Mammography Starting at Age 40 Saves Lives

An article in the February issue of the American Journal of Roentgenology provides further support for the benefits of screening mammography starting at age 40. The authors, Dr. Ed Hendricks and Dr. Mark Helvie, analyzed the evidence considered by the United States Preventative Services Task Force (USPSTF) – whose November 16, 2009 guidelines recommended against screening mammography starting at age 40 based on harms outweighing benefits.

Some highlights from this article:

  • Benefit of screening: 39.6 percent mortality reduction from annual screening of women 40-84 years old vs. 23.2 percent mortality reduction if following USPSTF task force recommended biennial screening between ages 50-74.
  • Potential harms (women 40-49):  risk of recall every 12 years, negative biopsy every 149 years, missed cancer every 1000 years, fatal radiation-induced breast cancer every 76,000-97,000 years.

If all U.S. women currently aged 30-39 undergo annual screening mammography between ages 40-84, an estimated 100,000 more lives will be saved than if following the current USPSTF guidelines of biennial (every 2 year) screening between ages 50-74. If only 65 percent of these women undergo screening (current compliance rate), then approximately 65,000 more lives would be saved under annual screening between ages 40-84.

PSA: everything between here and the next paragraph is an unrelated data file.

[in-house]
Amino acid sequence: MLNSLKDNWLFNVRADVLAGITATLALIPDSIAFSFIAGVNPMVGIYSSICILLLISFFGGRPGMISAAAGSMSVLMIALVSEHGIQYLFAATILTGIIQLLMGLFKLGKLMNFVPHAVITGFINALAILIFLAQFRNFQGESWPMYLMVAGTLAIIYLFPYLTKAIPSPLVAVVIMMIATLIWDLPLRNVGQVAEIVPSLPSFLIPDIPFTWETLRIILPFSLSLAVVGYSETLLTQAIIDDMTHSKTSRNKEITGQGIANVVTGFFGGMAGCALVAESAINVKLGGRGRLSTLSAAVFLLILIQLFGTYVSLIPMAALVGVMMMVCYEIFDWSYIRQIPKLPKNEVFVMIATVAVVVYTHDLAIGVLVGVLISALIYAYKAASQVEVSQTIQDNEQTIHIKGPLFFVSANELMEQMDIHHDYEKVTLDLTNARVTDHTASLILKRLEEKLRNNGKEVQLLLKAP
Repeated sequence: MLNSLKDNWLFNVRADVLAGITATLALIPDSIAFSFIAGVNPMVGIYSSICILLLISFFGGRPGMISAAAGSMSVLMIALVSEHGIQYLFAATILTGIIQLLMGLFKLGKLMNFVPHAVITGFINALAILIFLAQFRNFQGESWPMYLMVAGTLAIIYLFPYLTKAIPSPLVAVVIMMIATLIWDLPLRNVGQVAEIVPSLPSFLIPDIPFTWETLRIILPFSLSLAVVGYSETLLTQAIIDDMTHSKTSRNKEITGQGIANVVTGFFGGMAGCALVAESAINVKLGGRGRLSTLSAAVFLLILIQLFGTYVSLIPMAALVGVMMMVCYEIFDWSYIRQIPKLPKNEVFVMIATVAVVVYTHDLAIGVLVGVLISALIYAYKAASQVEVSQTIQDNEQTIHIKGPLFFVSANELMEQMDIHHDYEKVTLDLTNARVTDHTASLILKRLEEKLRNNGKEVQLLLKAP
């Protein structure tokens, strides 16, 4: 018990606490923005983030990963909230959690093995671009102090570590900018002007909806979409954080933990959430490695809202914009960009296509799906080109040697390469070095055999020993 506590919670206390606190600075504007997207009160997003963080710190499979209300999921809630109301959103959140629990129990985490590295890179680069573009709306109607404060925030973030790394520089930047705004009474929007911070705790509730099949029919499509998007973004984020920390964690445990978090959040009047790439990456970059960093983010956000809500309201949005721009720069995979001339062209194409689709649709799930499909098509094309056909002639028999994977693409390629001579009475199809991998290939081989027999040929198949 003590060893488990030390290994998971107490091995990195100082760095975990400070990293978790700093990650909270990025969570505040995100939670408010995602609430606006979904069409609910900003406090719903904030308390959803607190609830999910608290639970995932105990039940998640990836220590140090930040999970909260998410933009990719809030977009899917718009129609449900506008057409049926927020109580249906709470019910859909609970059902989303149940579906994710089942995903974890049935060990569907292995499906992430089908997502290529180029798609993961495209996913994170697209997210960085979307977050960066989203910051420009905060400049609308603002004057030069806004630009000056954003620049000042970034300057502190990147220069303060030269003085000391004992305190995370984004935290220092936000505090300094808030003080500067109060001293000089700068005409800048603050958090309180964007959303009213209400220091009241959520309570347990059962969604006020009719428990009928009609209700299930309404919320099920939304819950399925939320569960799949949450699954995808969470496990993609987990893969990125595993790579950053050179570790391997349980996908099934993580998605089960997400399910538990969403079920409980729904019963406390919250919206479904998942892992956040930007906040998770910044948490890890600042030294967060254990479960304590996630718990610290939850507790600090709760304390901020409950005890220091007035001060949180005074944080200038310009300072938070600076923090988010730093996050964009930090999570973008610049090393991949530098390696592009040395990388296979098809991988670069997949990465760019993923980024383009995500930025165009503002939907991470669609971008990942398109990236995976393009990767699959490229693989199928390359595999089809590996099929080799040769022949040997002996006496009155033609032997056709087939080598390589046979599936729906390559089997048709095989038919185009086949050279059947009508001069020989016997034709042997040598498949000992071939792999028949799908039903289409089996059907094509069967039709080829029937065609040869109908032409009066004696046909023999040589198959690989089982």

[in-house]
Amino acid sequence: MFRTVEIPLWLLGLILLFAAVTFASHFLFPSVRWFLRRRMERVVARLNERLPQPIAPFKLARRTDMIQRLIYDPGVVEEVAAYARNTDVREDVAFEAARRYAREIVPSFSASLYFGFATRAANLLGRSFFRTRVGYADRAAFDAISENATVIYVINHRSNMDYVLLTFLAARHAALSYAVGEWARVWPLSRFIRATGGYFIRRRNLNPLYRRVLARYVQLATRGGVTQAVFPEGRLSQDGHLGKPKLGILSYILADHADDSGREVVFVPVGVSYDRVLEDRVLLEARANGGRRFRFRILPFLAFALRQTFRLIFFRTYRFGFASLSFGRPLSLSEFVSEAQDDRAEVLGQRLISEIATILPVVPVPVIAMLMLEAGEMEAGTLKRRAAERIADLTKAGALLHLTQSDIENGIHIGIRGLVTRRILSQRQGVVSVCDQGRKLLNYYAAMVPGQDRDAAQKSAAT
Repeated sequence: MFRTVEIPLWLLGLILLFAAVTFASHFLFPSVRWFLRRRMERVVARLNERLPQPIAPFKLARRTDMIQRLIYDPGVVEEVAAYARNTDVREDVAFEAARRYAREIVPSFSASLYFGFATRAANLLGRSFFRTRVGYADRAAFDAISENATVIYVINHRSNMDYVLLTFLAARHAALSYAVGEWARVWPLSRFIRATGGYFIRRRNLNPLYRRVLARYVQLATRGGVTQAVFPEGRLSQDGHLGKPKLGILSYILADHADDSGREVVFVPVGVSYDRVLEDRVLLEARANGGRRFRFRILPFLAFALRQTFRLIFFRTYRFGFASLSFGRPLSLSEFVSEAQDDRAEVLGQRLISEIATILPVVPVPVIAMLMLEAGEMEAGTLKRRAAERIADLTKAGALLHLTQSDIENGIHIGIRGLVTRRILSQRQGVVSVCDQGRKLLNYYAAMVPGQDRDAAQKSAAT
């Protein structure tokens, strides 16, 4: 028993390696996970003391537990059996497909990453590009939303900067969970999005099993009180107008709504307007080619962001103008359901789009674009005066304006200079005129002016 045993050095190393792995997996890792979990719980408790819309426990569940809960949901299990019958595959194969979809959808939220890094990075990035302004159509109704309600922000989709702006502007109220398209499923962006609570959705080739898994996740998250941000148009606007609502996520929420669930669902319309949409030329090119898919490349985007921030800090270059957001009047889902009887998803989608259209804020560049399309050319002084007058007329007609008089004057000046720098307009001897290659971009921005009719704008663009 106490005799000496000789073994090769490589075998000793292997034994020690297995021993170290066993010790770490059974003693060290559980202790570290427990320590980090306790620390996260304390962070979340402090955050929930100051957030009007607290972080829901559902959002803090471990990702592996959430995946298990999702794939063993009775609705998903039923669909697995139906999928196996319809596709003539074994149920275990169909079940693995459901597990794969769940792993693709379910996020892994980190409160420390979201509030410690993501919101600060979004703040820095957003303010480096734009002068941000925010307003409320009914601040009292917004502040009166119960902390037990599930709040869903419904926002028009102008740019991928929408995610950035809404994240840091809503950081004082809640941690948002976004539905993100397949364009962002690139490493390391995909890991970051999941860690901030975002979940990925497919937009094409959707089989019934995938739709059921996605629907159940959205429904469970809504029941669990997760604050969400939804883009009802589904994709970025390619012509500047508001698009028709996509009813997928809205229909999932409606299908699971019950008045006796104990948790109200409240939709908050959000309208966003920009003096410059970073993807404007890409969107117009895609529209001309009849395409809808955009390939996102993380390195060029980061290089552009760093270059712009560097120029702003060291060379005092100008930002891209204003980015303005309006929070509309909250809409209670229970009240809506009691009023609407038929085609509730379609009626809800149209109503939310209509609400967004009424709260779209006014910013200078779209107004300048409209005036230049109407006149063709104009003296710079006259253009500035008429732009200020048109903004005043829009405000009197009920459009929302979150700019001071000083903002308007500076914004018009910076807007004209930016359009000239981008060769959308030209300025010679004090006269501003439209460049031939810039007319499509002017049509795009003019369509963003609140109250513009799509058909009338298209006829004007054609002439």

The Women’s Imaging Section at UCSF continues to support the American Cancer Society guidelines of annual mammography screening starting at age 40. Women at high risk may need to start screening earlier and women at very high risk may benefit from the addition of breast MRI.